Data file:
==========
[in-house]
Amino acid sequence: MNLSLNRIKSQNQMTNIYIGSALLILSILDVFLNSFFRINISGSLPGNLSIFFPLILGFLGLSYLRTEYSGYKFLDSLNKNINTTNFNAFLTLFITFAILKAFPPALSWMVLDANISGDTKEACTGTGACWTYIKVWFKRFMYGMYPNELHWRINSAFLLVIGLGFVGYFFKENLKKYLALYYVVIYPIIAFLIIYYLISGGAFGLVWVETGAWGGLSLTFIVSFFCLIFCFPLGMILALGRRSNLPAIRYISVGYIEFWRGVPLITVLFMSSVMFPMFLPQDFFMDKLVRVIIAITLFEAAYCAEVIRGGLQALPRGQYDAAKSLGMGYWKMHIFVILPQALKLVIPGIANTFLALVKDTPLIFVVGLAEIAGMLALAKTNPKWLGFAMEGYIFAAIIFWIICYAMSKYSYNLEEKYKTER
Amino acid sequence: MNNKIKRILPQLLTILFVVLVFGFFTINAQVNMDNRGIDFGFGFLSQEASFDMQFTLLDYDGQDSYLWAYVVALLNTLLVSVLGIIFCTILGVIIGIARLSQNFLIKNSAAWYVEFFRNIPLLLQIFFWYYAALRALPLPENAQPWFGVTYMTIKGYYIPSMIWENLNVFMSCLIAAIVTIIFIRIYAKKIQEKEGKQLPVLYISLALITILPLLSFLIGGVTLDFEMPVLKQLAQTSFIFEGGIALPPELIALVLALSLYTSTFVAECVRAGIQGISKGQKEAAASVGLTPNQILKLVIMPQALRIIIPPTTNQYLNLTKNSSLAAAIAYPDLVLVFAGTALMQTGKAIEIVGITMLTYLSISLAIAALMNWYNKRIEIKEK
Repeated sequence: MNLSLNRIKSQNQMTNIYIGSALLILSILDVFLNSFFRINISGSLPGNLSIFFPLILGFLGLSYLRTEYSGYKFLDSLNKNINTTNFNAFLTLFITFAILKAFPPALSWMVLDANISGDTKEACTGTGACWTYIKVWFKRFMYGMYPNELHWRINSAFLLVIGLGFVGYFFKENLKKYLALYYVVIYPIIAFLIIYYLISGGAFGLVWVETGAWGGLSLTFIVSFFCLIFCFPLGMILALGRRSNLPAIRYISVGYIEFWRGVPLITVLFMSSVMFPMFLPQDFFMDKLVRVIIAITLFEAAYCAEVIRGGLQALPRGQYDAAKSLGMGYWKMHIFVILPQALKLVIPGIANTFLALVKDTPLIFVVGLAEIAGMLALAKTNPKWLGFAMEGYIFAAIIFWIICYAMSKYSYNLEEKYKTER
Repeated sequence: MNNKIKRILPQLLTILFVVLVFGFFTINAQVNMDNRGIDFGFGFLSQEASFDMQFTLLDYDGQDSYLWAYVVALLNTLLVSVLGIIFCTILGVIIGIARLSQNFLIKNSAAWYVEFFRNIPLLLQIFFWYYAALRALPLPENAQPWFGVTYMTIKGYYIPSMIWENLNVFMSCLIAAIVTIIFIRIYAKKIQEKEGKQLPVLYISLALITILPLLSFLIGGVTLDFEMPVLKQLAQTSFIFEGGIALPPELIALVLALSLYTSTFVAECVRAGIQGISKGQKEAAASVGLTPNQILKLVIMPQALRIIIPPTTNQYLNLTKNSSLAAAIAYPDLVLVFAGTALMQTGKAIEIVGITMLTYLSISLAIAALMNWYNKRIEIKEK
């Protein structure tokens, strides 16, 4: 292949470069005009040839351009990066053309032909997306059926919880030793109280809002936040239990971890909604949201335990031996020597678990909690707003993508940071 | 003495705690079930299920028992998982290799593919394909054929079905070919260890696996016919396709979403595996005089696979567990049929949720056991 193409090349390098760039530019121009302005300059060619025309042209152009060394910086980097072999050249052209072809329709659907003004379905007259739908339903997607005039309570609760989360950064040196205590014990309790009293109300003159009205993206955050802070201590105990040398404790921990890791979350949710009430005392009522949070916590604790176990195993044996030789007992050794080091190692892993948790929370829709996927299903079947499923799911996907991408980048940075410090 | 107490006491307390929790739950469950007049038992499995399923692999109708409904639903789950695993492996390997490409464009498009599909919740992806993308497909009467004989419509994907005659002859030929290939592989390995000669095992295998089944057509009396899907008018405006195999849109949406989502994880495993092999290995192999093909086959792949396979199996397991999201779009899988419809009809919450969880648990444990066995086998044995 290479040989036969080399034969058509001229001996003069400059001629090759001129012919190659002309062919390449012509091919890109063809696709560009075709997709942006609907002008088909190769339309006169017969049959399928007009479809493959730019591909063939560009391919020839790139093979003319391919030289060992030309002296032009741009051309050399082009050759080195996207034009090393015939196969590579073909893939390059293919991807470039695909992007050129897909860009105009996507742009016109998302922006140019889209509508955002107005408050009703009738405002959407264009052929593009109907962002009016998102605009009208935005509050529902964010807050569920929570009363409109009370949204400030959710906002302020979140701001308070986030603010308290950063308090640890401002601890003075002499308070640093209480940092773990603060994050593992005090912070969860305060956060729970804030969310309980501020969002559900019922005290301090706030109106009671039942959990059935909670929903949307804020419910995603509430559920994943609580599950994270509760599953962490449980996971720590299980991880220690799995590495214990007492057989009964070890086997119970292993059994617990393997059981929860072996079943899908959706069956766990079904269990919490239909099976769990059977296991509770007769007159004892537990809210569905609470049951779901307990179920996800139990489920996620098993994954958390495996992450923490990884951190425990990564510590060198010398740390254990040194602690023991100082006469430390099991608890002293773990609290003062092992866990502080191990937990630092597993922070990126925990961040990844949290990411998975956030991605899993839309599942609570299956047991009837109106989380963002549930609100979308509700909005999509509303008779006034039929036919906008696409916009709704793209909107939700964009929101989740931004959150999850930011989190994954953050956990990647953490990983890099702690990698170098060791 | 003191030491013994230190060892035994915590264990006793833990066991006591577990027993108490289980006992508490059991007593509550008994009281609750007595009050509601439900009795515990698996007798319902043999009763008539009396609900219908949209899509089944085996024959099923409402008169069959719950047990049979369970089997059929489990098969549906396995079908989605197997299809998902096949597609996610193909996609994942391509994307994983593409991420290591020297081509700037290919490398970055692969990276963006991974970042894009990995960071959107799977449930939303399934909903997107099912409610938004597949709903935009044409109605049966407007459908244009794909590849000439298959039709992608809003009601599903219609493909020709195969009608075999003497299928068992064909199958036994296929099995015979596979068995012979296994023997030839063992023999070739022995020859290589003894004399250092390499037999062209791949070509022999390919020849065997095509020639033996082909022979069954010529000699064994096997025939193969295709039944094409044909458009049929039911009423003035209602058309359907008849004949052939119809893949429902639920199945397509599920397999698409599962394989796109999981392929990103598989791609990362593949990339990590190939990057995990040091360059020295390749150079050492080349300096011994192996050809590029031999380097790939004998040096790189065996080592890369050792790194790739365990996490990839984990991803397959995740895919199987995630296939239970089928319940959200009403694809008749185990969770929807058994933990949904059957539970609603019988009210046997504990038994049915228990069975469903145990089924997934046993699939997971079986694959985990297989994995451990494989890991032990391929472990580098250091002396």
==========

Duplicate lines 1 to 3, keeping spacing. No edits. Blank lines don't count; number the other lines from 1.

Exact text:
[in-house]
Amino acid sequence: MNLSLNRIKSQNQMTNIYIGSALLILSILDVFLNSFFRINISGSLPGNLSIFFPLILGFLGLSYLRTEYSGYKFLDSLNKNINTTNFNAFLTLFITFAILKAFPPALSWMVLDANISGDTKEACTGTGACWTYIKVWFKRFMYGMYPNELHWRINSAFLLVIGLGFVGYFFKENLKKYLALYYVVIYPIIAFLIIYYLISGGAFGLVWVETGAWGGLSLTFIVSFFCLIFCFPLGMILALGRRSNLPAIRYISVGYIEFWRGVPLITVLFMSSVMFPMFLPQDFFMDKLVRVIIAITLFEAAYCAEVIRGGLQALPRGQYDAAKSLGMGYWKMHIFVILPQALKLVIPGIANTFLALVKDTPLIFVVGLAEIAGMLALAKTNPKWLGFAMEGYIFAAIIFWIICYAMSKYSYNLEEKYKTER
Amino acid sequence: MNNKIKRILPQLLTILFVVLVFGFFTINAQVNMDNRGIDFGFGFLSQEASFDMQFTLLDYDGQDSYLWAYVVALLNTLLVSVLGIIFCTILGVIIGIARLSQNFLIKNSAAWYVEFFRNIPLLLQIFFWYYAALRALPLPENAQPWFGVTYMTIKGYYIPSMIWENLNVFMSCLIAAIVTIIFIRIYAKKIQEKEGKQLPVLYISLALITILPLLSFLIGGVTLDFEMPVLKQLAQTSFIFEGGIALPPELIALVLALSLYTSTFVAECVRAGIQGISKGQKEAAASVGLTPNQILKLVIMPQALRIIIPPTTNQYLNLTKNSSLAAAIAYPDLVLVFAGTALMQTGKAIEIVGITMLTYLSISLAIAALMNWYNKRIEIKEK